Bexley City Councilman Steve Keyes manages to stay busy.

Bexley City Councilman Steve Keyes manages to stay busy.

When he isn't working as an executive with Nationwide Mutual Insurance or drafting legislation for Bexley City Council, Keyes spends his free time pursuing his first love -- music.

"I am an attorney by training, a human resources executive by day, a Bexley City Council member by night, and a singer at every opportunity," Keyes said. "But most of all, the world's luckiest husband and father every single day."

On New Year's Eve, instead of enjoying a party with his wife, Keyes will be providing entertainment for a big one -- ProMusica's end of the year event at the Great Southern Theatre.

Keyes and Sean Altman are founding members and current tenor lead vocalists of the nationally renowned vocal quartet The GrooveBarbers, as well as founding former members of the pioneering a cappella group Rockapella.

Featured as the co-lead singers of quartet "The Astelins" in the national television advertising campaign for Astelin Nasal Spray, Altman and Keyes have also teamed up with their fellow GrooveBarbers in recent appearances with pop legend Marshall Crenshaw in New York City, with a cappella icon Jerry Lawson of the Persuasions in Boston's Symphony Hall, and as headliner hosts for "Columbus A Cappella Fest!" at Columbus' historic Lincoln Theatre.

Over the years, they have performed together in such venues as Radio City Music Hall and Madison Square Garden, in TV appearances including Entertainment Tonight, Regis & Kathie Lee, and as featured soloists in Spike Lee's Do It A Cappella documentary.

In their special New Year's Eve performance with ProMusica and the High Street Stompers, Keyes and Altman will share their duet harmonies as they bring together music of the Everly Brothers, The Beatles, and more.

Keyes is a premier high tenor and rock/blues soloist of the a cappella scene.

He has been a featured soloist with the New Choral Society of Central Westchester, and with Capital University's Choral Union. Keyes settled in Bexley a decade ago with his wife and daughter, and is co-founder and host of the annual Columbus A Cappella Fest! He was elected to Bexley City Council in 2011,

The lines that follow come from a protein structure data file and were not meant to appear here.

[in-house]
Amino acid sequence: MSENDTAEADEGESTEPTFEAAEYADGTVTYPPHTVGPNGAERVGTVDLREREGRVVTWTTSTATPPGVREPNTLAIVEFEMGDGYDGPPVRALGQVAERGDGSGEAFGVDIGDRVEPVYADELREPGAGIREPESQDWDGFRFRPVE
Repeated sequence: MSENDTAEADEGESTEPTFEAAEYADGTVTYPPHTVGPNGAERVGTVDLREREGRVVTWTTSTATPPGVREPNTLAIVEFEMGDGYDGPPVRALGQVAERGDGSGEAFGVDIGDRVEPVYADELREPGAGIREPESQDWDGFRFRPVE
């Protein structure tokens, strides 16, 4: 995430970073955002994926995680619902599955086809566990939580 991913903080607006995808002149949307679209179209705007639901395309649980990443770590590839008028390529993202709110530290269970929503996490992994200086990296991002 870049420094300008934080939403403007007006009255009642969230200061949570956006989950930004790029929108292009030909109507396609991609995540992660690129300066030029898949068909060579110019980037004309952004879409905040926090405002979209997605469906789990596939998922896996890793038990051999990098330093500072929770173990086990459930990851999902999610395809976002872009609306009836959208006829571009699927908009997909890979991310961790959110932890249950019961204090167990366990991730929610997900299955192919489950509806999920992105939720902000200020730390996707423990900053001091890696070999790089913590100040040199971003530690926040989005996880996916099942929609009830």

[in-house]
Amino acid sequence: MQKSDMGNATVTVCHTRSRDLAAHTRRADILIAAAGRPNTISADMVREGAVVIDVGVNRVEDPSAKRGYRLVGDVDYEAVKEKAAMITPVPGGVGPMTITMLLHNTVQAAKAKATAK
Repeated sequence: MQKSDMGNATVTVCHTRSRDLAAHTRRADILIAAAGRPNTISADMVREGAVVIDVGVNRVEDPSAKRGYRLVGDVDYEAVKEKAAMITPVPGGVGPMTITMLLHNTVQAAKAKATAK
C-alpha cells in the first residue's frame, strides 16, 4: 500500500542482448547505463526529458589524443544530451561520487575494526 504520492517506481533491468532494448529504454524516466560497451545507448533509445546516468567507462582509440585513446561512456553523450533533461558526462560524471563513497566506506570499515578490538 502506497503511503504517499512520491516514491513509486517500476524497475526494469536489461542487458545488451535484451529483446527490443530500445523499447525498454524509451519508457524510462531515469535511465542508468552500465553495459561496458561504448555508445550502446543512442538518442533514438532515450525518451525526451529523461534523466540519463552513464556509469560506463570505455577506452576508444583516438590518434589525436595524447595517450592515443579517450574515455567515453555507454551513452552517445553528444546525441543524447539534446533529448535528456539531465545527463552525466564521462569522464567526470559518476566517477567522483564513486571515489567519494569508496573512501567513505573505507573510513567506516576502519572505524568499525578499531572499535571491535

Altman co-founded Rockapella and led the pioneering vocal group through its heyday years on the Emmy-winning PBS-TV series Where In The World Is Carmen Sandiego? -- for which Altman wrote the theme song. His latest ventures are his original comedy song act Jewmongous and The GrooveBarbers, an a cappella group of former Rockapella members.

"We met at Brown University in the 1980s, in a vocal group called the High Jinx," Keyes said. "That's pretty much what we did back then -- engage in high jinks. Then a few years later in New York City, with two other Brown pals (Charlie Evett and Elliott Kerman), we formed Rockapella -- really the pioneering group in modern a cappella singing."

"After Sean and Charlie and I graduated from Rockapella in later years, we formed our successor group, now known as The GrooveBarbers, with another New York friend and outstanding singer/musician, Kevin Weist -- and that group has now been together since the late 1990s.

Keyes and Altman have done a number of duo performances over the years, so when ProMusica Music Director Tim Russell asked whether something could come together in a joint performance with some of the GrooveBarbers and ProMusica, it was natural fit.

"Sean and I will do some duets, some tunes with the amazing High Street Stompers, and then several full orchestra numbers with the ProMusica Chamber Orchestra, which by the way I think is truly the premier showcase performing arts organization in our region," Keyes said. "It is a thrill to be performing with them."

Keyes said he has had "some voice training at Brown University, and some great choral directors over the years" but mostly, he learned from "singing rock-n-roll in the shower since high school."

Keyes calls Altman "an incredibly talented singer-songwriter." He is married to acclaimed opera singer Inna Dukach.

While Keyes recently turned 50, he insists "I feel 25, and that's what counts, right?"

He said his singing influences are varied.

"I'm probably more Led Zeppelin and Franki Valli," he said. "Sean's probably more The Beatles and Frank Sinatra, but together we also share a Mills Brothers close harmony swing vibe."